Surprise rise in US consumer spending

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A gauge of US consumer spending rose more than expected in October as households bought a range of goods, suggesting upside momentum in the economy early in the fourth quarter.

While demand is picking up, inflation remains muted. Other data yesterday showed an unexpected fall in consumer prices last month, which should give the Federal Reserve room to maintain its current pace of bond purchases for a while.

Retail sales excluding automobiles, gasoline and building materials increased 0.5 per cent last month after advancing 0.3 per cent in September, the Commerce Department said.

Economists polled by Reuters had expected so-called core sales, which correspond most closely with the consumer spending component of gross domestic product, to rise 0.3 per cent.

The better-than-expected increase in core retail sales suggested consumer spending would likely accelerate from a two-year low touched in the third quarter and probably limit downside risks to economic growth during the fourth quarter.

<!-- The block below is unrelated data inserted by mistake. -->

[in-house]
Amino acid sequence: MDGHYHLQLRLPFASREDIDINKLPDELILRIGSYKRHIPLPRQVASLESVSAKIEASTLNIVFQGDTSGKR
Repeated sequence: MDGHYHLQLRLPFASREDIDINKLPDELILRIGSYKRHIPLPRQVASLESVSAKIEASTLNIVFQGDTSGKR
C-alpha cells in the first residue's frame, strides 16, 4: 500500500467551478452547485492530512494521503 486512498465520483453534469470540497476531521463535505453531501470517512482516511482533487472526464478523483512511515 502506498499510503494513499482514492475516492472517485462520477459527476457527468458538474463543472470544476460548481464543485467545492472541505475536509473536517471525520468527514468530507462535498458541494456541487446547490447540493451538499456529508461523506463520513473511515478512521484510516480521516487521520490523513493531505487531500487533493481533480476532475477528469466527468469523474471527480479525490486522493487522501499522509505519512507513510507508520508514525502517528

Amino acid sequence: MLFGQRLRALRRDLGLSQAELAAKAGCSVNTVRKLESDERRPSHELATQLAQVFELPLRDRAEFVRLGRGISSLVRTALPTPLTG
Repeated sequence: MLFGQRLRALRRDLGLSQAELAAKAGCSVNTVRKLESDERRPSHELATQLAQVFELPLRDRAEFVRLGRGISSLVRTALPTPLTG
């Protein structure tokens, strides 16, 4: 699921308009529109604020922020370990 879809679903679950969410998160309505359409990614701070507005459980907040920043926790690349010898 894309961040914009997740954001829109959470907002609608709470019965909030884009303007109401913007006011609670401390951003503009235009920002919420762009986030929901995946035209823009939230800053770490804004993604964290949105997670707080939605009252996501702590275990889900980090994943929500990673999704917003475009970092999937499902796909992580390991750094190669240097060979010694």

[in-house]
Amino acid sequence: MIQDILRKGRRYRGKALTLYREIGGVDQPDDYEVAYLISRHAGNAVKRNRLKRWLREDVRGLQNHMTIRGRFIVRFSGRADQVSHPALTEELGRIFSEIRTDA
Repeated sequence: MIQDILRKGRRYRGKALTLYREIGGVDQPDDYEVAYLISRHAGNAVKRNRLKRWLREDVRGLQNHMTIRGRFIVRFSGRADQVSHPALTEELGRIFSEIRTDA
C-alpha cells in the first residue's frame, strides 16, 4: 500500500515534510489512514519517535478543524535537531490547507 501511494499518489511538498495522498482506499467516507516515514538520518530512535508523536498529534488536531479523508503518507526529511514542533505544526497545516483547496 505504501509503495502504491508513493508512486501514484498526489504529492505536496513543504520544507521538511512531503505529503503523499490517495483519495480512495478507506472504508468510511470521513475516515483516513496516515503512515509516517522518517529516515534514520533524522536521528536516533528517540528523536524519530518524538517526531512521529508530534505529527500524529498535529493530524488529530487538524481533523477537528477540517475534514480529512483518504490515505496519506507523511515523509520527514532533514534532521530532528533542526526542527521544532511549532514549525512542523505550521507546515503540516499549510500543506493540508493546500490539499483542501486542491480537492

“Overall this suggests the consumers are supporting the current recovery,” said Ryan Sweet, a senior economist at Moody’s Analytics in West Chester, Pennsylvania.

Still, that is not enough to generate some inflation in the economy. In a separate report, the Labor Department said its Consumer Price Index slipped 0.1 per cent last month as gasoline prices fell sharply, after rising 0.2 per cent in September.

In the 12 months through October, the CPI rose 1.0 per cent, the smallest gain since October 2009.